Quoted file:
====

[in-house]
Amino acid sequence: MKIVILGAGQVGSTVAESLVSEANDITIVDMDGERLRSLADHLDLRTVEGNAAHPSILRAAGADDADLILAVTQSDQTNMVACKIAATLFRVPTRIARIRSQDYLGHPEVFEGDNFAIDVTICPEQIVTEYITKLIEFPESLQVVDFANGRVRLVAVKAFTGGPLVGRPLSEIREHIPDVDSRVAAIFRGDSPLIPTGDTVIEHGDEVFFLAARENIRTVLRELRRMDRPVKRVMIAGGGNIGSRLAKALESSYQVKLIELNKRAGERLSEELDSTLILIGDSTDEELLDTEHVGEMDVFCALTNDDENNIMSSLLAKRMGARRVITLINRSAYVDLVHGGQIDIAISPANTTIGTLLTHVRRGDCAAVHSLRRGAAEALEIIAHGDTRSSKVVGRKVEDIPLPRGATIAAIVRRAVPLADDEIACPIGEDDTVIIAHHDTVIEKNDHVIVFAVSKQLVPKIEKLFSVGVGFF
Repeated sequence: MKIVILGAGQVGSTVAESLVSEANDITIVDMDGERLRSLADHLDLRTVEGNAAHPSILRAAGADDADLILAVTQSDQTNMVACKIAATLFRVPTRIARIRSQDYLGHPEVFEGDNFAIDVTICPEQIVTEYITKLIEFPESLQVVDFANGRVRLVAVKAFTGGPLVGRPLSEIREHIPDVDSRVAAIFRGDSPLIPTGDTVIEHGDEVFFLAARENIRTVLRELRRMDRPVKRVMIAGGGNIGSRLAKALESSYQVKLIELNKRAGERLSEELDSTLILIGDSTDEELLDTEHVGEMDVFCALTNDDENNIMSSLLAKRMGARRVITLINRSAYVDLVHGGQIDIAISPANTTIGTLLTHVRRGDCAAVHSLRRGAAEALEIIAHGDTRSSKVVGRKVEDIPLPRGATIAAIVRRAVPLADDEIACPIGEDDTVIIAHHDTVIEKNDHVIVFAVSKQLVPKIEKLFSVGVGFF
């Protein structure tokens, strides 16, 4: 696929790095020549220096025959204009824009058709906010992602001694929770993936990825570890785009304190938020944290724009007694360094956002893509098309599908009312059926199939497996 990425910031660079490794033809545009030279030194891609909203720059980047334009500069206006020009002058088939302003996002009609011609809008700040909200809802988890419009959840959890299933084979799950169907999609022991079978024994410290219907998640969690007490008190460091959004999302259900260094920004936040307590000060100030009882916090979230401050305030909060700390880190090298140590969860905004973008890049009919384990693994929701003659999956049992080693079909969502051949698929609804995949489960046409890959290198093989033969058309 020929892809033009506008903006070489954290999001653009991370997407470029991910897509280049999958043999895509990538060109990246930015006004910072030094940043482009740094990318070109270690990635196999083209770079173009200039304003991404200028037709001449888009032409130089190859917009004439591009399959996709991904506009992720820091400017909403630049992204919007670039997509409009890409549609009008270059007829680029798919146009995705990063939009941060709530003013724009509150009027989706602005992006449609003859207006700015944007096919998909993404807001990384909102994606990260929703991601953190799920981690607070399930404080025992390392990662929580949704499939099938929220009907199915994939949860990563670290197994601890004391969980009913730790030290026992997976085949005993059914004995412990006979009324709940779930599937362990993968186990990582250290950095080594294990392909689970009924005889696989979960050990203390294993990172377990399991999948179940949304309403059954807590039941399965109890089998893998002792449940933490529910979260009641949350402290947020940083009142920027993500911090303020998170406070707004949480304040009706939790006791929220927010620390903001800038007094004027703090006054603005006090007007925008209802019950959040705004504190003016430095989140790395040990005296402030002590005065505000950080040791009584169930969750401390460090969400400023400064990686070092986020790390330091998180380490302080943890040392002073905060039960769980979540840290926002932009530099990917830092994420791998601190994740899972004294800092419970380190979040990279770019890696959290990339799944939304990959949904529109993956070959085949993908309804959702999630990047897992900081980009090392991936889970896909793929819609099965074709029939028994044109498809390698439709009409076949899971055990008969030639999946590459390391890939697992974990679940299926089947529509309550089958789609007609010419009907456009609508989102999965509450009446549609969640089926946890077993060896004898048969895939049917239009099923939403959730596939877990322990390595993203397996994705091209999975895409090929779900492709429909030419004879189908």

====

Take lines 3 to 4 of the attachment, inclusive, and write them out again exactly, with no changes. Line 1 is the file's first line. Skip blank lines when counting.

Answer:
Repeated sequence: MKIVILGAGQVGSTVAESLVSEANDITIVDMDGERLRSLADHLDLRTVEGNAAHPSILRAAGADDADLILAVTQSDQTNMVACKIAATLFRVPTRIARIRSQDYLGHPEVFEGDNFAIDVTICPEQIVTEYITKLIEFPESLQVVDFANGRVRLVAVKAFTGGPLVGRPLSEIREHIPDVDSRVAAIFRGDSPLIPTGDTVIEHGDEVFFLAARENIRTVLRELRRMDRPVKRVMIAGGGNIGSRLAKALESSYQVKLIELNKRAGERLSEELDSTLILIGDSTDEELLDTEHVGEMDVFCALTNDDENNIMSSLLAKRMGARRVITLINRSAYVDLVHGGQIDIAISPANTTIGTLLTHVRRGDCAAVHSLRRGAAEALEIIAHGDTRSSKVVGRKVEDIPLPRGATIAAIVRRAVPLADDEIACPIGEDDTVIIAHHDTVIEKNDHVIVFAVSKQLVPKIEKLFSVGVGFF
């Protein structure tokens, strides 16, 4: 696929790095020549220096025959204009824009058709906010992602001694929770993936990825570890785009304190938020944290724009007694360094956002893509098309599908009312059926199939497996 990425910031660079490794033809545009030279030194891609909203720059980047334009500069206006020009002058088939302003996002009609011609809008700040909200809802988890419009959840959890299933084979799950169907999609022991079978024994410290219907998640969690007490008190460091959004999302259900260094920004936040307590000060100030009882916090979230401050305030909060700390880190090298140590969860905004973008890049009919384990693994929701003659999956049992080693079909969502051949698929609804995949489960046409890959290198093989033969058309 020929892809033009506008903006070489954290999001653009991370997407470029991910897509280049999958043999895509990538060109990246930015006004910072030094940043482009740094990318070109270690990635196999083209770079173009200039304003991404200028037709001449888009032409130089190859917009004439591009399959996709991904506009992720820091400017909403630049992204919007670039997509409009890409549609009008270059007829680029798919146009995705990063939009941060709530003013724009509150009027989706602005992006449609003859207006700015944007096919998909993404807001990384909102994606990260929703991601953190799920981690607070399930404080025992390392990662929580949704499939099938929220009907199915994939949860990563670290197994601890004391969980009913730790030290026992997976085949005993059914004995412990006979009324709940779930599937362990993968186990990582250290950095080594294990392909689970009924005889696989979960050990203390294993990172377990399991999948179940949304309403059954807590039941399965109890089998893998002792449940933490529910979260009641949350402290947020940083009142920027993500911090303020998170406070707004949480304040009706939790006791929220927010620390903001800038007094004027703090006054603005006090007007925008209802019950959040705004504190003016430095989140790395040990005296402030002590005065505000950080040791009584169930969750401390460090969400400023400064990686070092986020790390330091998180380490302080943890040392002073905060039960769980979540840290926002932009530099990917830092994420791998601190994740899972004294800092419970380190979040990279770019890696959290990339799944939304990959949904529109993956070959085949993908309804959702999630990047897992900081980009090392991936889970896909793929819609099965074709029939028994044109498809390698439709009409076949899971055990008969030639999946590459390391890939697992974990679940299926089947529509309550089958789609007609010419009907456009609508989102999965509450009446549609969640089926946890077993060896004898048969895939049917239009099923939403959730596939877990322990390595993203397996994705091209999975895409090929779900492709429909030419004879189908």